Many countries saw a drop in cases. There are lessons – analysis
A close look at the trajectory of Covid-19 in Europe reveals that the number of deaths in the four critical countries (Spain, Italy, Germany, France) has suddenly decreased and has been reduced to double digits daily.
Even the United Kingdom and the United States (USA), with their sudden and abrupt initial spike in infection and death rates, appear to be on the road to recovery. Are there specific lessons on this? Have these nations already reached a peak and is infection now on the decline? Is the increase in recovery rates related to this and, more importantly, does this mean a downward trend in virulence?
The current pandemic is unique not only because it is caused by a new virus that puts everyone at risk, but also by the dichotomy of host immunity. It is a unique case of innate immunity (pre-existing, transmitted by the mother from birth) in overdrive mode leading to a cytokine storm in more severe cases.
Adaptive immunity is suppressed, which is more powerful, long-lasting and desired. The challenge is to develop therapeutic strategies to maintain an optimal balance between the two, to stop viral replication and promote the destruction of virus-infected cells.
Infection rates and clinical severity of Covid-19 patients are highly variable between populations. As of June 16, more than 8.15 million cases and more than 439,000 deaths have been reported from 216 countries / areas or territories. India reported a test positivity rate of 5.8% of a total of almost 59 lakh tests and only 7.0 deaths per million population.
For such a densely populated country, and despite the recent increase due to openness, these figures are remarkably low compared to critical points in Europe and the US. USA, where up to 15% of cases and significantly higher deaths have been reported. is that there are relatively few serious / critical cases in India and the mortality rate of all positive cases is very limited (less than 3%).
The population-specific heterogeneity observed in infection rates and clinically different patterns (morbidity and mortality) are due to two factors, namely, virus virulence and host susceptibility, which are interdependent and together result in manifestation of infection.
A virus that is virulent in one environment may be harmless in another. On the other hand, the susceptibility of the host depends on the genetic diversity of the genes that control the immune response in a population. The latter is made up of various microbial and geographic pressures, which are a hallmark of evolutionary selection and immunity to new pathogens.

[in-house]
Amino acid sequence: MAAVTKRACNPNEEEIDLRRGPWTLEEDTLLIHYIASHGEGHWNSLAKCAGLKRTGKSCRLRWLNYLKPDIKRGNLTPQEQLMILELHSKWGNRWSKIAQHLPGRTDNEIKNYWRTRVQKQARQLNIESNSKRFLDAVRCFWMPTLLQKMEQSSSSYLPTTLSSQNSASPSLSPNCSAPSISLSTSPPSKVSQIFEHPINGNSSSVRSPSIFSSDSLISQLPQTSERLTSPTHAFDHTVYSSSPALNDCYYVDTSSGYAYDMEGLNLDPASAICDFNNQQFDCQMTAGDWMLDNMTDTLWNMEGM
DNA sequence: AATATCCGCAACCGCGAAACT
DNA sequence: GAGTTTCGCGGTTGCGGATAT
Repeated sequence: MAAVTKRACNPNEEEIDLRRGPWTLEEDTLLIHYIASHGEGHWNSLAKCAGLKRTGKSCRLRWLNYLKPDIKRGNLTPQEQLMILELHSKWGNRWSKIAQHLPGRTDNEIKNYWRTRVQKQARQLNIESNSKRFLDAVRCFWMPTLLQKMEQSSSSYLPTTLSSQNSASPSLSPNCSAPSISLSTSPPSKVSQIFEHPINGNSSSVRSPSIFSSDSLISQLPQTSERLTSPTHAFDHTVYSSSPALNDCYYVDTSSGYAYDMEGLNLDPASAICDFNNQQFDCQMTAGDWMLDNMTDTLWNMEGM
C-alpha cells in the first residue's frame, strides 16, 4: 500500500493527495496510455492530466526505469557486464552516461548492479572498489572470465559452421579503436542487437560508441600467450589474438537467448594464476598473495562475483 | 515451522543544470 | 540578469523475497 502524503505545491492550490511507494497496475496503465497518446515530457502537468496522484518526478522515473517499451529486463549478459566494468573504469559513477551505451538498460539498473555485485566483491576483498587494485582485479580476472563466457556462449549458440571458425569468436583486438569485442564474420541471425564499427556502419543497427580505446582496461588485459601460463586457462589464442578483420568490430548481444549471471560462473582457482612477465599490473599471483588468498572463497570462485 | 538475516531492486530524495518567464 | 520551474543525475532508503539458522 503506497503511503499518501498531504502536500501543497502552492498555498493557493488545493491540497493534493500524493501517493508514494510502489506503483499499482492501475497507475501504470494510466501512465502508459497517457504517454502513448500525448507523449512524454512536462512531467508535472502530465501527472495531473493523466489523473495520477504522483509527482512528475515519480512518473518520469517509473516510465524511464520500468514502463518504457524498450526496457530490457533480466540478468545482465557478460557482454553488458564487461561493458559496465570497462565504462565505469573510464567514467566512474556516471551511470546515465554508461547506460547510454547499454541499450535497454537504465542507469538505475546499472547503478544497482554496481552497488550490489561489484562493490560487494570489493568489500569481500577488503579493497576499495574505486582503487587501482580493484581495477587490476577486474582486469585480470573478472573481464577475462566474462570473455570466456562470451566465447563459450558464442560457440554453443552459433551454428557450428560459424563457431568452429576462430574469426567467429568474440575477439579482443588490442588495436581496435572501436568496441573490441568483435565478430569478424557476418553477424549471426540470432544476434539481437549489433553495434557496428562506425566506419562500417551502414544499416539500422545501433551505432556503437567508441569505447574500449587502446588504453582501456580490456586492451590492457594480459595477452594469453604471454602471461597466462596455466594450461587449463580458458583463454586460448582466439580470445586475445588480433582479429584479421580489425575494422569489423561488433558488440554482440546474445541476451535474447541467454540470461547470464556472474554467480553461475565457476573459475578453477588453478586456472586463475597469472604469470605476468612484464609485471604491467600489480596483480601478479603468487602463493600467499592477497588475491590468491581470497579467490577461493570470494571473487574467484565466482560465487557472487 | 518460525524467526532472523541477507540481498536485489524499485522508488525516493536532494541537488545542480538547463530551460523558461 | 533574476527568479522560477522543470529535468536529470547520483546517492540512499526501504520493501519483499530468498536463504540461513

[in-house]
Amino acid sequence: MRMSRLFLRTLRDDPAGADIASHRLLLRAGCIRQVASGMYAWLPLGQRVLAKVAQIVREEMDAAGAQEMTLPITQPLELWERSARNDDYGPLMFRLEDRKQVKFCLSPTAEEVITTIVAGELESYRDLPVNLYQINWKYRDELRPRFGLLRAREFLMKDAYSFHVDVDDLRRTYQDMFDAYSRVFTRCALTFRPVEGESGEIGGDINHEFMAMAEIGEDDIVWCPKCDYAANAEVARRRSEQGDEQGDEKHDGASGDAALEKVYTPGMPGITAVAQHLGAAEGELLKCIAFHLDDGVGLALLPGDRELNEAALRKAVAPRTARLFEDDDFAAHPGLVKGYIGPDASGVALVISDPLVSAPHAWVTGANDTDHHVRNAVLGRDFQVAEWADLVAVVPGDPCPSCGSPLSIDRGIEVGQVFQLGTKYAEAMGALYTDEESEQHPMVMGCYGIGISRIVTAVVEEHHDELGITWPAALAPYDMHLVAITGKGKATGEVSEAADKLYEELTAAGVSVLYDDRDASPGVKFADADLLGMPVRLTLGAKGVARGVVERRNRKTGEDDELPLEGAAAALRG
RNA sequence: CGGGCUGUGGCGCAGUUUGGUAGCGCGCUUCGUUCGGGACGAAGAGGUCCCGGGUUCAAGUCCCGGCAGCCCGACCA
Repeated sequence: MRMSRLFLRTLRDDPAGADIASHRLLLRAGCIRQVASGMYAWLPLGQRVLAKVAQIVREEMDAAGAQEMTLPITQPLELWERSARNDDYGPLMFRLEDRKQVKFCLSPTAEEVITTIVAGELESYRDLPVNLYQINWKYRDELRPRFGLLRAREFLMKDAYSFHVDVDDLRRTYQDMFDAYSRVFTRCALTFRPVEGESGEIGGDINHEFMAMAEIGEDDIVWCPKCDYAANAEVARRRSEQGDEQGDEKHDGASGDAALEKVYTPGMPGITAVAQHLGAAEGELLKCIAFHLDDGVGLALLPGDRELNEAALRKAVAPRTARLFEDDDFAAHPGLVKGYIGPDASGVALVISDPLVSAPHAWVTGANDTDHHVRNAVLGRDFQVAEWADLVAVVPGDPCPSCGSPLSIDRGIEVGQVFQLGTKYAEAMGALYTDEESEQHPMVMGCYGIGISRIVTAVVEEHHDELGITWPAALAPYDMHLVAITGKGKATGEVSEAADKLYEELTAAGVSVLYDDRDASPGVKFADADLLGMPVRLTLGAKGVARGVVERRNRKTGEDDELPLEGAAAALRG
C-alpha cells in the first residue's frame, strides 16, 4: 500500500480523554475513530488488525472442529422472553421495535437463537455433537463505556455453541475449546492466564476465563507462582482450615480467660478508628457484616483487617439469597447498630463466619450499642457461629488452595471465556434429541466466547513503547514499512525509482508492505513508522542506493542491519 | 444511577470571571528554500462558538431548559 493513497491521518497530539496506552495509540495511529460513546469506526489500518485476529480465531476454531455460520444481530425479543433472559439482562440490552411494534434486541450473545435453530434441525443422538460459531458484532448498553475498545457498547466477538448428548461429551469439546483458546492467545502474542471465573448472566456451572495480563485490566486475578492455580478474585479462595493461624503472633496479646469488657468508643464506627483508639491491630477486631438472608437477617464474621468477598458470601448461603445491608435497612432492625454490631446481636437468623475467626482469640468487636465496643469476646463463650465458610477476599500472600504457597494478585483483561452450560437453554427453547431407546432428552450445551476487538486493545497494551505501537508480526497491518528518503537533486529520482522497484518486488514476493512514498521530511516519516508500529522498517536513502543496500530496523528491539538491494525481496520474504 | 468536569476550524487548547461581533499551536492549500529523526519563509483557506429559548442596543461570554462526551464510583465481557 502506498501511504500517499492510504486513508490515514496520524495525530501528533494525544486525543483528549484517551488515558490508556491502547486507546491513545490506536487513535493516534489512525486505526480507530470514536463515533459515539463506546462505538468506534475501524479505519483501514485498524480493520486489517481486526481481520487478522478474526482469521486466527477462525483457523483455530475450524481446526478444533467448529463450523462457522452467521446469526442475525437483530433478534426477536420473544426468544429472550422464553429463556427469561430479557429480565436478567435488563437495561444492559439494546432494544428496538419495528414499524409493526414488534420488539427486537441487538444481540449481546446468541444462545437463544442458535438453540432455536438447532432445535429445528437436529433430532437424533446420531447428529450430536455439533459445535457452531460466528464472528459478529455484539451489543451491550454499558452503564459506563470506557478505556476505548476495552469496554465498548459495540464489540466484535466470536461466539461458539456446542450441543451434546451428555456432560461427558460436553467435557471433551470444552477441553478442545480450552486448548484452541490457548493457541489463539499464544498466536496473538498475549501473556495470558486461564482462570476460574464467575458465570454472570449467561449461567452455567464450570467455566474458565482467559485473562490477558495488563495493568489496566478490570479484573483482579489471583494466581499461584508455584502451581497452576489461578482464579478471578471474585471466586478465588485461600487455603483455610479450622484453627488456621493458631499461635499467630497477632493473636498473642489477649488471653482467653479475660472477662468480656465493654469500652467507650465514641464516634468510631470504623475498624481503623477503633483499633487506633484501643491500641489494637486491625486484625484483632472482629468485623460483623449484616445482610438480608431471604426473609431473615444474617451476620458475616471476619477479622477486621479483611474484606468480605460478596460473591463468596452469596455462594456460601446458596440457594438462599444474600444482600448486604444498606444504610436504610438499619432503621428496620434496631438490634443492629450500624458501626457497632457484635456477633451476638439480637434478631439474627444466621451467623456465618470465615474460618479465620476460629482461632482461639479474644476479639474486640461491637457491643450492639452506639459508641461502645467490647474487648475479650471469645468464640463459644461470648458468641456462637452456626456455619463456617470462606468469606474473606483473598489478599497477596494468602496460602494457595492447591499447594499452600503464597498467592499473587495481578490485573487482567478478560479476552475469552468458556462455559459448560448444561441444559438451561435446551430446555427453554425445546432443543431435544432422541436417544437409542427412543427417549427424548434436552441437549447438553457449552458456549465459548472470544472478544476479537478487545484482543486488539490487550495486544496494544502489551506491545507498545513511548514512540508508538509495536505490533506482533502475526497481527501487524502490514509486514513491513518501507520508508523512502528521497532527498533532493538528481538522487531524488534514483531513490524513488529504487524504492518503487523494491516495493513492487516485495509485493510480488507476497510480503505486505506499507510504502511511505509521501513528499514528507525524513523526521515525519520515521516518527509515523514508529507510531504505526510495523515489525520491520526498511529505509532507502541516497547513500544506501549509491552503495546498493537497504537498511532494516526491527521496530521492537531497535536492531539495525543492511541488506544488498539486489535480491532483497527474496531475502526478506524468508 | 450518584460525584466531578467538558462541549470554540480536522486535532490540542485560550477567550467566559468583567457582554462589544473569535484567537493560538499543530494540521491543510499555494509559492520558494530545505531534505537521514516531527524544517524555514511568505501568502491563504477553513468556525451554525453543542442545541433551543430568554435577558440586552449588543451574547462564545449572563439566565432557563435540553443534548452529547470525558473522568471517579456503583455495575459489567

Once the peak is reached, the virus can continue to replicate, albeit at lower levels compared to immune recovery, as reflected in the percentage of recoveries.
It is noteworthy that nations with a recovery rate of 70% and more (China 94.3%, South Korea 90%, Germany 91.3%, Scandinavian countries 82-95%, Italy 71%) have been able to reverse the trend with a reduction significant Number of new cases and daily deaths. So-called latent infections can lead to more asymptomatic cases that can improve immunity. Government responses must continue to focus on detecting and isolating people infected with symptoms.
More good news comes from New Zealand, which became the first country with zero active cases, while neighboring Australia, with a recovery of more than 92%, also resumed normal activities.
The recovery rate in India has been almost static at 48% since June 1 due to increased public activity, leading to a daily increase in the number of new cases. This is displacing recovery later in weeks, perhaps months. The focus should be on slowing the spread of the virus. To accomplish this, novel strategies must be developed that can vary from state to state. The goal should be to achieve recoveries above 70% as soon as possible.
India’s situation is not much different from that of Russia and Brazil, as both reached high numbers and still report significantly high infection rates on a daily basis.
The big question everyone is asking is whether we expect the spike in India along with the subsequent decline in infection rates in the short term. It is conceivable that in such a vast country, a single peak cannot be expected and the long-awaited decline in numbers will differ in different regions.
Today, it is clear that many more people will become infected and self-help groups must move forward to make Covid-19 a people movement. The three golden principles of wearing masks, social distancing, and hand hygiene are the only ways to contain the pandemic.
A recent study published in the UK (BMC Medicine 2020) concludes that physical distancing measures substantially reduce contact levels to approximately 74% and this can help considerably mitigate the spread of the virus, which could lead to a decrease in cases in the coming weeks. The real challenge for us would be to focus on keeping mortality rates low.
Understanding the host’s susceptibility to the SARS-CoV-2 virus is a key step in identifying a vaccine. It will also help determine why the disease is mild for some people but life threatening for others. Science must also examine whether recovering patients can develop lasting immunity against reinfection and whether reinfected ones will develop a milder form of the disease compared to those who were not previously infected.
Dr. Narinder Kumar Mehra is Emeritus Scientist of the Indian Council of Medical Research
and former dean of the All India Institute of Medical Sciences, New Delhi
The opinions expressed are personal.